Debt, Financial Fragility, and Systemic Risk

Debt, Financial Fragility, and Systemic Risk

Debt, Financial Fragility, and Systemic Risk

Debt, Financial Fragility, and Systemic Risk

Synopsis

A remarkable feature of the period since 1970 has been the patterns of rapid and turbulent change in financing behaviour and financial structure in many advanced countries. These patterns have, in turn, often been marked by rising indebtedness, default on loans and periods of financial instability, whether in the non-financial sectors, the financial sector or both. This book explores, both in theoretical and empirical terms, the nature of the relationships between underlying phenomena; namely levels and changes in borrowing (debt), vulnerability to default in the corporate and household sectors (financial fragility), and widespread disorder in the financial sector (systemic risk). Davis focuses on the wider generality of the phenomena at issue whereby similar patterns are observable in several countries, but not in others, as well as in the international capital markets themselves. Particular attention is paid to the importance of the nature and evolution of financial structure to the genesis of instability. Given the international scope of the analysis, the work is germane to the study of the devlopment of financial systems in all advanced countries, as well as the euromarkets. It will be of particular relevance, however, in the US, Japan, Germany, France, the UK, and Canada, Italy, Australia, Sweden, Norway, Finland, whose experience is examined in detail. In this expanded and revised edition, the macroeconomic consequences of fragility and the appropriate policy response are examined in particular detail, with the analysis focusing on macroeconomic performance in eleven countries over 1988-93. A wide range of issues relating to financial stability, including risk in payments systems, derivatives, and property lending, are also considered.

Excerpt

For an observer of the behaviour of financial markets, a remarkable feature of the period since 1970 has been the patterns of rapid and turbulent change in financing behaviour and financial structure in many advanced countries. These patterns have in turn often been marked by rising indebtedness, volatile asset prices, and periods of financial stress, whether in the non-financial sector, the financial sector, or both. At the same time, the economics profession has seen a notable advance in the scope and depth of the theory of finance, particularly as it relates to the nature and behaviour of financial institutions and markets. This book seeks to confront these developments.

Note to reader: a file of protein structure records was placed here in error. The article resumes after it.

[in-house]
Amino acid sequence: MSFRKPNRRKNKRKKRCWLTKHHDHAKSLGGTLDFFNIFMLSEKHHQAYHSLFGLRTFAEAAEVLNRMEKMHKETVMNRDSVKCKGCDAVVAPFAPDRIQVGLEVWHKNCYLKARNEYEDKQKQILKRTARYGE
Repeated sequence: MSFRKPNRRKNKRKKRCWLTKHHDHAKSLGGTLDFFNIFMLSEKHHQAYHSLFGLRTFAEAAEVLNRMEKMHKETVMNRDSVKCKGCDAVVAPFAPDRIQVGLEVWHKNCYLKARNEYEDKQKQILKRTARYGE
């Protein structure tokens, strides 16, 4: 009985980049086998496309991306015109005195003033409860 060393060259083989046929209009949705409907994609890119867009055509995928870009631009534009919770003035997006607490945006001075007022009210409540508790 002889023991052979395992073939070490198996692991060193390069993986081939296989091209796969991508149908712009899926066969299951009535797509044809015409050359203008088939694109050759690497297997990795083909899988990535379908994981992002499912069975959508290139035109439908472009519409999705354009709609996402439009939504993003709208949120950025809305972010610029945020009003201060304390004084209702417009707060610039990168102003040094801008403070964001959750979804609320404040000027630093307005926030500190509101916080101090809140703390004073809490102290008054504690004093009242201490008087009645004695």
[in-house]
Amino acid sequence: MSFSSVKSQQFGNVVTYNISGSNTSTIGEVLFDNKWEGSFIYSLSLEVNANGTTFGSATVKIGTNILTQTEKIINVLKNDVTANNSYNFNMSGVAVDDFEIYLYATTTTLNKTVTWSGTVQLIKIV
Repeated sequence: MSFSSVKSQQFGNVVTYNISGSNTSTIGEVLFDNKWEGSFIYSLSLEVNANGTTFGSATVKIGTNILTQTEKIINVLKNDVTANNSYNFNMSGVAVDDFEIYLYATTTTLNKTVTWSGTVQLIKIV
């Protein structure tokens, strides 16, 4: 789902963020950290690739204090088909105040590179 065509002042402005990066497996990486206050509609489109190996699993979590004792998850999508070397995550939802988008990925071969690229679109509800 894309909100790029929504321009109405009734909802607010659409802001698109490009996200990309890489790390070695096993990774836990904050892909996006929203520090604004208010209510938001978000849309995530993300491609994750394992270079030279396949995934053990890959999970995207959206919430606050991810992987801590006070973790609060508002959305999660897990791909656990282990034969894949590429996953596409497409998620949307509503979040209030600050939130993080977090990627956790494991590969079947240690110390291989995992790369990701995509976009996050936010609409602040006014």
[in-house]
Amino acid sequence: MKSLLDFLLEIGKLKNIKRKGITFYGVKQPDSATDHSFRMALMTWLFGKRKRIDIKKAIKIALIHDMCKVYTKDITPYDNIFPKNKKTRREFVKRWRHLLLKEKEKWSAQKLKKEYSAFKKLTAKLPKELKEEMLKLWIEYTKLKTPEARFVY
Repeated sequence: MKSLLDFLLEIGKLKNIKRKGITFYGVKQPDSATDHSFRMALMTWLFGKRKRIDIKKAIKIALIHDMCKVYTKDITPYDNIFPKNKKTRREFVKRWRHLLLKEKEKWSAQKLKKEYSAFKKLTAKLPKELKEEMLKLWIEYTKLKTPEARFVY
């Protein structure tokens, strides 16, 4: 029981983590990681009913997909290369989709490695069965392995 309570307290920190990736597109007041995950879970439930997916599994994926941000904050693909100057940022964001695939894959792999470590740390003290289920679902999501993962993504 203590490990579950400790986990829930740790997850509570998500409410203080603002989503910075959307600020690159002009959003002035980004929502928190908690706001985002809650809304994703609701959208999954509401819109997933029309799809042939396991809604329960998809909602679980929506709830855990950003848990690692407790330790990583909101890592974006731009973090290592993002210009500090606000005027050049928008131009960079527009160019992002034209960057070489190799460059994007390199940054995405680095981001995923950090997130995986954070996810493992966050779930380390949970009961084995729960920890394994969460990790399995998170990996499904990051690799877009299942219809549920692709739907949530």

More precisely, the objective of the book is to explore, in both theoretical and empirical terms, the nature of the relationships in advanced industrial economies between levels and changes in borrowing (debt), vulnerability to default in the non-financial sector (financial fragility), and widespread instability in the financial sector (systemic risk). Can theory help us to understand these developments? Have such linkages become more common in recent years? If so, can underlying factors be discerned? Are there differences between the various national and international markets? and what should be the policy response?

The work seeks to provide a survey and critical assessment of current economic theory relating to debt and financial instability, to offer empirical evidence casting light on the validity of the theories, and it suggests a number of policy implications and lines of further research. Unlike most extant texts on these matters, which generally relate to one country's experience (usually the USA), the book focuses on the way similar patterns are observable in several countries--but not in others-- as well as in the international capital markets themselves. in addition, it seeks to provide a balanced approach to the various theoretical analyses of these issues, rather than narrowly focusing on a single preferred line. Third, unlike much recent work, theory is confronted with evidence and judgements drawn from the results. Finally, particular attention is paid to the importance of the nature and evolution of financial structure to the genesis of instability. Whereas a structural approach is common in analysis of comparative behaviour of financial systems--notably in corporate finance--its application to instability is relatively rare.

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